Madrid, 21 de junio de 1911-31 de marzo de 2008


Galván became a Curator in 1944 and joined the Museo Arqueológico Nacional two years later, where she worked in the Coins and Medals and the Islamic and Early Modern Era departments, playing a prominent role in installing the museum’s new exhibition after the Spanish Civil War. In 1972 she was named director of the Museo Nacional del Teatro.




> Caliphate-period bottle (Córdoba). 10th century







María Luisa Oliveros Rives
Zaragoza, 27 de octubre de 1912-Lucena, Córdoba 23 de noviembre de 2003

Trinidad Taracena del Piñal

Santander 26 de octubre de 1926-Ceuta, 24 de julio de 2017


Oliveros and Taracena followed very similar career paths. Graduates of the Universidad Central of Madrid, they both served as directors of the Museo Arqueológico de Toledo and worked on installing the MAN’s permanent exhibition in 1954. In the 1950s, they were tasked with unpacking, organising and creating the first inventory of the Siret collection, one of the most important at the museum.




> Idols from Almizaraque (Almería). Third millennium BC







María Braña de Diego
Madrid, 28 de noviembre de 1912-Zaragoza, 27 de octubre de 2007


Educated at the Instituto Escuela, Braña participated in the 1933 Mediterranean cruise. After working as a teacher, she passed the specialist exams in 1945. She served as director of the Archivo Histórico Provincial de Segovia and the Museo Arqueológico de Toledo and joined the MAN staff in 1950. An expert on early modern pottery, she was president of the Association of University Women.




> Inkstand from the Alcora Royal Manufactory (Castellón). Mid-18th century







María Luisa Herrera Escudero
Santander, 3 de diciembre 1913 – Madrid, 17 de agosto de 2012


After directing the Museo Arqueológico de Toledo, in 1944 Herrera came to the MAN, where she worked for nearly thirty years as head of the Medieval and Early Modern Era Section. She also wrote El museo en la Educación (1971), the first museology manual published in the Spanish language. In 1971 she was promoted to director of the Museo del Pueblo Español, a post she held until her retirement in 1983.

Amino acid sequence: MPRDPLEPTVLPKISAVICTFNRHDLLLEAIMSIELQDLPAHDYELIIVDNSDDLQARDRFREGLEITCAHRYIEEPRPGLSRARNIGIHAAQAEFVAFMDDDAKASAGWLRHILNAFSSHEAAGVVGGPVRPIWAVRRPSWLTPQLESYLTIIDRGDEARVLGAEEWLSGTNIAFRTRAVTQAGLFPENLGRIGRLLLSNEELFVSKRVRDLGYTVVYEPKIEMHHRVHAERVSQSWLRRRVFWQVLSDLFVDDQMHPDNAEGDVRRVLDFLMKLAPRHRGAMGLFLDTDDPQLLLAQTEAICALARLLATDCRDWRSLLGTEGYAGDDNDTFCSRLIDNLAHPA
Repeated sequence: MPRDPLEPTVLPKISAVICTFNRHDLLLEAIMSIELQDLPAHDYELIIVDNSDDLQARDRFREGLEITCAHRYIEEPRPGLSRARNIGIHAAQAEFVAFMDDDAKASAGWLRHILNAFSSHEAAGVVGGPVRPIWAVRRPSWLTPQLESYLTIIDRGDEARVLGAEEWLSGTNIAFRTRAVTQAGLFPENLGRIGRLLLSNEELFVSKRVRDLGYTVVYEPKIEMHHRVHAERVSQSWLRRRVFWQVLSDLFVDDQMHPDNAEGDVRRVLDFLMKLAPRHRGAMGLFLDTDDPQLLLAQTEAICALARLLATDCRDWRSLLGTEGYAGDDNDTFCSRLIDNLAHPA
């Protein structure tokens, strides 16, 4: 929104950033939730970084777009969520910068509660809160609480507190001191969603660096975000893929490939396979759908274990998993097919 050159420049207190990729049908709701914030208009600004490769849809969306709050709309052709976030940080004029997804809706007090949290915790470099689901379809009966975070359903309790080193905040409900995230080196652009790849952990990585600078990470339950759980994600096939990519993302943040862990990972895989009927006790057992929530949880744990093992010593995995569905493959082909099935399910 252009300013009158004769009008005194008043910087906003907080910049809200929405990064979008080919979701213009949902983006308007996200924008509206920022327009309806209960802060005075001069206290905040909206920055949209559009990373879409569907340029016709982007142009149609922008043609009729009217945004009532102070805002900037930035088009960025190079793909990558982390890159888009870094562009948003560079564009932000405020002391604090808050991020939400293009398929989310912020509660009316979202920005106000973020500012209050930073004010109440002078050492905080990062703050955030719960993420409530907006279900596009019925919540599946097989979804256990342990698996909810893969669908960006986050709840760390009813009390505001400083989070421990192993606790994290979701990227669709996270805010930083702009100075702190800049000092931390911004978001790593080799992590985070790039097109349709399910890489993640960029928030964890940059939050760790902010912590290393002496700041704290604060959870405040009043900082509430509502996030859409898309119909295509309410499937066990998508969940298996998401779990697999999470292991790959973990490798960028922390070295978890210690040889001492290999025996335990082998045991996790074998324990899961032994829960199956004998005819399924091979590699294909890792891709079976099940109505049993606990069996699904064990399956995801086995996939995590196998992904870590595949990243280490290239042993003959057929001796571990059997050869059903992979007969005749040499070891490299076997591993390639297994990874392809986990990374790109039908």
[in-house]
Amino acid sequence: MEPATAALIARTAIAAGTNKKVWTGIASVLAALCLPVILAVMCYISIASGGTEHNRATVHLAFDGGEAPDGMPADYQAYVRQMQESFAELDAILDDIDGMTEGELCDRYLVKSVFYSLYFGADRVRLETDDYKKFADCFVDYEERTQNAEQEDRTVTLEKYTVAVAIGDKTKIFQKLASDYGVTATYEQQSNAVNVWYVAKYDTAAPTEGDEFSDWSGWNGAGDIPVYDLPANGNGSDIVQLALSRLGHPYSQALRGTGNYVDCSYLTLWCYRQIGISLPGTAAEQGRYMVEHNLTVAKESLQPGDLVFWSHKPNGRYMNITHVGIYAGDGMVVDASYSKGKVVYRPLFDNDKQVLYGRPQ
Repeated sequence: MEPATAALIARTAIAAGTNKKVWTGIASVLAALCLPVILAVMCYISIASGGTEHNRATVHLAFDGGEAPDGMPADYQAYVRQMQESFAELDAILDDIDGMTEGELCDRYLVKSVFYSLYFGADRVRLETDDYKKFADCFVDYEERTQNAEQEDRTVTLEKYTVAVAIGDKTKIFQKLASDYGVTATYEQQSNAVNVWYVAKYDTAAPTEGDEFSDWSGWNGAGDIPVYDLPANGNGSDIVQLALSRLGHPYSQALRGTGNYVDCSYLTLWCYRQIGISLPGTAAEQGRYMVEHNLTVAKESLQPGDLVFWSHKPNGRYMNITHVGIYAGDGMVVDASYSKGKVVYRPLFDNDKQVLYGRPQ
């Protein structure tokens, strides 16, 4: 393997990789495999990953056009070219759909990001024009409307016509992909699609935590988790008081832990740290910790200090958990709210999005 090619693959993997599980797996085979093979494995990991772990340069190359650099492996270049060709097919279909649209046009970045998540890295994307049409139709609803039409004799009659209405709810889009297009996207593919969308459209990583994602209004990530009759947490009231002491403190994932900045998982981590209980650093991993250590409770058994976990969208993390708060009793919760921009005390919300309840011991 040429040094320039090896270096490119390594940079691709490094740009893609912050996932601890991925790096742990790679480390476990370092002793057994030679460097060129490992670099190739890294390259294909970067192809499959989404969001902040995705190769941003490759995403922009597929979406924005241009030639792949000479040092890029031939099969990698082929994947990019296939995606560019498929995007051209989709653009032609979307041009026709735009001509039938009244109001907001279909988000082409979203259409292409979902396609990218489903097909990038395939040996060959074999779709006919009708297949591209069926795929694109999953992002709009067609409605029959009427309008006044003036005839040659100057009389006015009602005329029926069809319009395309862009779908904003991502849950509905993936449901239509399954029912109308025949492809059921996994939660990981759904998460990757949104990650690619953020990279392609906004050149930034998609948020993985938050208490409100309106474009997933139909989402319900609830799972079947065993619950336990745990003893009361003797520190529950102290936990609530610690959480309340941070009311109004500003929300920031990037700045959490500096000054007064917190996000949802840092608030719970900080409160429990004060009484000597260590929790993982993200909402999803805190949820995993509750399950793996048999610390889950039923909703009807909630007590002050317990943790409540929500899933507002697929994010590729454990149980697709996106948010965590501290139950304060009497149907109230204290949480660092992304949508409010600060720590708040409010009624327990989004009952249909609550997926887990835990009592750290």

> Hispano-Visigothic jug. 7th century







MarÍa Luz Navarro Mayor
Soria, 8 de abril de 1918-Madrid, 14 de abril de 2014


In 1944, Navarro passed the exams to qualify as a Museum Curator and Assistant Secondary School Teacher, practising both professions throughout her career. After being appointed director of the Museo Arqueológico de Gerona, in 1960 she joined the MAN staff, and in 1978 she was promoted to head of the Numismatics Section, where she made the collections available to researchers.




> Fifty-real coin (cincuentín) of Philip IV. Segovia. 1633







ISABEL DE CEBALLOS ESCALERA Y CONTRERAS
Segovia, 29 de mayo de 1919-Madrid, 29 de marzo de 1990


Assigned to the MAN in 1946, two years after passing her exams, Ceballos ended her professional career at the helm of the Museo Nacional de Artes Decorativas, which she had directed since 1974. An expert on Spanish pottery, she was a corresponding member of the Hispanic Society of America. She participated in several archaeological digs, including the excavation of the Visigothic necropolis of Duratón, Segovia.




> Apothecary jar (Manises, Valencia). Late 15th century